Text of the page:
WD-40 (NASDAQ:WDFC) Could Easily Take On More Debt

By
Simply Wall St
Published
March 23, 2021
NasdaqGS:WDFC

Warren Buffett famously said, 'Volatility is far from synonymous with risk.' So it might be obvious that you need to consider debt, when you think about how risky any given stock is, because too much debt can sink a company. We can see that WD-40 Company (NASDAQ:WDFC) does use debt in its business. But the more important question is: how much risk is that debt creating?

Why Does Debt Bring Risk?

Debt is a tool to help businesses grow, but if a business is incapable of paying off its lenders, then it exists at their mercy. In the worst case scenario, a company can go bankrupt if it cannot pay its creditors. However, a more usual (but still expensive) situation is where a company must dilute shareholders at a cheap share price simply to get debt under control. Of course, plenty of companies use debt to fund growth, without any negative consequences. When we think about a company's use of debt, we first look at cash and debt together.

View our latest analysis for WD-40

What Is WD-40's Debt?

The image below, which you can click on for greater detail, shows that at November 2020 WD-40 had debt of US$115.5m, up from US$90.2m in one year. On the flip side, it has US$65.8m in cash leading to net debt of about US$49.7m.

debt-equity-history-analysis
NasdaqGS:WDFC Debt to Equity History March 23rd 2021

A Look At WD-40's Liabilities

The latest balance sheet data shows that WD-40 had liabilities of US$66.9m due within a year, and liabilities of US$145.0m falling due after that. On the other hand, it had cash of US$65.8m and US$91.1m worth of receivables due within a year. So its liabilities outweigh the sum of its cash and (near-term) receivables by US$55.0m.

This state of affairs indicates that WD-40's balance sheet looks quite solid, as its total liabilities are just about equal to its liquid assets. So it's very unlikely that the US$4.06b company is short on cash, but still worth keeping an eye on the balance sheet. But either way, WD-40 has virtually no net debt, so it's fair to say it does not have a heavy debt load!

In order to size up a company's debt relative to its earnings, we calculate its net debt divided by its earnings before interest, tax, depreciation, and amortization (EBITDA) and its earnings before interest and tax (EBIT) divided by its interest expense (its interest cover). This way, we consider both the absolute quantum of the debt, as well as the interest rates paid on it.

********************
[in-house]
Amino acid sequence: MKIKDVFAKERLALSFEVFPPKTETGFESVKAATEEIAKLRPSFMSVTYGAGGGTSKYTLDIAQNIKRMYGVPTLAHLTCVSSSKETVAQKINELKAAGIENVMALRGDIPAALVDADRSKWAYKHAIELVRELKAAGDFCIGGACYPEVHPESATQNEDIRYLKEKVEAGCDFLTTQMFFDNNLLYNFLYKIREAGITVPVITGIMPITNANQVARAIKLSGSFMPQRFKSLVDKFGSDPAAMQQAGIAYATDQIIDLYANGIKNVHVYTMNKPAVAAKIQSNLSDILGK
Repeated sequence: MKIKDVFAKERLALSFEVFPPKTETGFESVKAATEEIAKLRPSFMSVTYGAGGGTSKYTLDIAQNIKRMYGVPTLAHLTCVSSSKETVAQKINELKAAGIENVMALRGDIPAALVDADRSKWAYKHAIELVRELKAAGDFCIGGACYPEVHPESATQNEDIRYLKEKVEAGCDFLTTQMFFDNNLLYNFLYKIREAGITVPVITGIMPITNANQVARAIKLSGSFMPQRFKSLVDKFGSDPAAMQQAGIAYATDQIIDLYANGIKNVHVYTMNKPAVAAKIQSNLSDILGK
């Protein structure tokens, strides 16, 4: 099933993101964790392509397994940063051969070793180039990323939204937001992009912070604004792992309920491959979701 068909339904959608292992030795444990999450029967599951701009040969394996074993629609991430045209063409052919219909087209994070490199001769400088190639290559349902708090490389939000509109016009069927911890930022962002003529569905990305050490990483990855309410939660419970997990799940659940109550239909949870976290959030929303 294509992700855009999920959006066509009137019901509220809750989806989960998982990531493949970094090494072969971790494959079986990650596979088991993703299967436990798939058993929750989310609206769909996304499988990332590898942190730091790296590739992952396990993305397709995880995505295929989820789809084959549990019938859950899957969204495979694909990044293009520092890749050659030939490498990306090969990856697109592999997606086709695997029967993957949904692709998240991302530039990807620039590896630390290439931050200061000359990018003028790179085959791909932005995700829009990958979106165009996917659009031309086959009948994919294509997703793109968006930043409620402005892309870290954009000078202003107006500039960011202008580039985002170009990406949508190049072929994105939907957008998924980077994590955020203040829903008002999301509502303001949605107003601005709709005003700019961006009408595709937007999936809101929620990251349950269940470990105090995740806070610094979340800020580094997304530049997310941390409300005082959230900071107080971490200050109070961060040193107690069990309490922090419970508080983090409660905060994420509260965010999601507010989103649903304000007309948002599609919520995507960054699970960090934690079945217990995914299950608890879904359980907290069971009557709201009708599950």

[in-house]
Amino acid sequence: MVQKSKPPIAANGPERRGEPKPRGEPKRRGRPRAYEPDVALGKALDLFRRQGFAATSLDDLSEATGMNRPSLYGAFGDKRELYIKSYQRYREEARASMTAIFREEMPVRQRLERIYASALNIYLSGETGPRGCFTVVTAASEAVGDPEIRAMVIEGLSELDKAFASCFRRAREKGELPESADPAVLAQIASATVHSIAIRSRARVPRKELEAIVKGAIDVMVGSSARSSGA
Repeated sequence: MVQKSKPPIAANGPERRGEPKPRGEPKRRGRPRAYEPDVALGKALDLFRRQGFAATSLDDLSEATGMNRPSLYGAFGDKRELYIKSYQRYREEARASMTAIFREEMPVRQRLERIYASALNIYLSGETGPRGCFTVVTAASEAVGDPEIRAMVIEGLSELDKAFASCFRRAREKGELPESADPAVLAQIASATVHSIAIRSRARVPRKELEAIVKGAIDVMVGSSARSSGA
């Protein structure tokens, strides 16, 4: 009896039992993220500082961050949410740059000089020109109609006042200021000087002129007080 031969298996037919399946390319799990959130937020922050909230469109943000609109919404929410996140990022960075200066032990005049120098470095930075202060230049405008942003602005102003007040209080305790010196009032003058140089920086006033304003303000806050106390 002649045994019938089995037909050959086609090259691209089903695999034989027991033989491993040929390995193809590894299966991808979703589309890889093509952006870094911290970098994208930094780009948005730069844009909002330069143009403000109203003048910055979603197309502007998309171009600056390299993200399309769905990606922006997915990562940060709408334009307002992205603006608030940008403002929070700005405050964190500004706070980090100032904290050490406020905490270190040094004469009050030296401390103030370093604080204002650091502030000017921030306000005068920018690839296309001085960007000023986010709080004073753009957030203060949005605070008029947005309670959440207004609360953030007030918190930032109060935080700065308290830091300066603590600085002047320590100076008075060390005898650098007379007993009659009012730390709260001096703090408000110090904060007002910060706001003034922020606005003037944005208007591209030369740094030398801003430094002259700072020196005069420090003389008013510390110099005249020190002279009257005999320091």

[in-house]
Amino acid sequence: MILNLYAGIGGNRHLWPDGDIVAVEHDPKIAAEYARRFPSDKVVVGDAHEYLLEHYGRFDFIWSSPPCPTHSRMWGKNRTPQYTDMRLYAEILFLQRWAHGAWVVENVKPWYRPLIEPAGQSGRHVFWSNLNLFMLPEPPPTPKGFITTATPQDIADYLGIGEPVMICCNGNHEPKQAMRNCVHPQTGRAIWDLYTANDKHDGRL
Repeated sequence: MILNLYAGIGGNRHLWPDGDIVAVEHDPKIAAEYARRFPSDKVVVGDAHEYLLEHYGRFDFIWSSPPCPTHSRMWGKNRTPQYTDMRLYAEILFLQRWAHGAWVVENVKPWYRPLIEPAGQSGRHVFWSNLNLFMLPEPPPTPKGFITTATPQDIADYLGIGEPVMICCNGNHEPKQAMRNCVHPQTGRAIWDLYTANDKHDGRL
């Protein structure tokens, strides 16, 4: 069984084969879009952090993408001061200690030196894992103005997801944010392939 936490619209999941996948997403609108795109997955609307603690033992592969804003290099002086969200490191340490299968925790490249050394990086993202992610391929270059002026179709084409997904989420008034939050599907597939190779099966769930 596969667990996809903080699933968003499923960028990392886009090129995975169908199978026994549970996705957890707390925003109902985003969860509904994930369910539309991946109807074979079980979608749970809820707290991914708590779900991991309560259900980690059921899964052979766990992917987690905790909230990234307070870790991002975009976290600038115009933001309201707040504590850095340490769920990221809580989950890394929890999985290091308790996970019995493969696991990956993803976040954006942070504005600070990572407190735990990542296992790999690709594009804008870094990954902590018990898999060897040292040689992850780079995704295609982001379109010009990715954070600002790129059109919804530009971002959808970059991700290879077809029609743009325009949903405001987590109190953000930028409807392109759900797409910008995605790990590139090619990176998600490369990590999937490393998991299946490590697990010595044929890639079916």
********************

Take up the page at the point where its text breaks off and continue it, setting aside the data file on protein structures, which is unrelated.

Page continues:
WD-40's net debt is only 0.51 times its EBITDA. And its EBIT covers its interest expense a whopping 36.7 times over. So we're pretty relaxed about its super-conservative use of debt. Also good is that WD-40 grew its EBIT at 13% over the last year, further increasing its ability to manage debt. When analysing debt levels, the balance sheet is the obvious place to start. But it is future earnings, more than anything, that will determine WD-40's ability to maintain a healthy balance sheet going forward. So if you're focused on the future you can check out this free report showing analyst profit forecasts.

Finally, a company can only pay off debt with cold hard cash, not accounting profits. So the logical step is to look at the proportion of that EBIT that is matched by actual free cash flow. Over the most recent three years, WD-40 recorded free cash flow worth 66% of its EBIT, which is around normal, given free cash flow excludes interest and tax. This cold hard cash means it can reduce its debt when it wants to.

Our View

WD-40's interest cover suggests it can handle its debt as easily as Cristiano Ronaldo could score a goal against an under 14's goalkeeper. And the good news does not stop there, as its net debt to EBITDA also supports that impression! Looking at the bigger picture, we think WD-40's use of debt seems quite reasonable and we're not concerned about it. While debt does bring risk, when used wisely it can also bring a higher return on equity. The balance sheet is clearly the area to focus on when you are analysing debt. However, not all investment risk resides within the balance sheet - far from it. We've identified 2 warning signs with WD-40 , and understanding them should be part of your investment process.

Of course, if you're the type of investor who prefers buying stocks without the burden of debt, then don't hesitate to discover our exclusive list of net cash growth stocks, today.

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This article by Simply Wall St is general in nature. It does not constitute a recommendation to buy or sell any stock, and does not take account of your objectives, or your financial situation. We aim to bring you long-term focused analysis driven by fundamental data. Note that our analysis may not factor in the latest price-sensitive company announcements or qualitative material. Simply Wall St has no position in any stocks mentioned.
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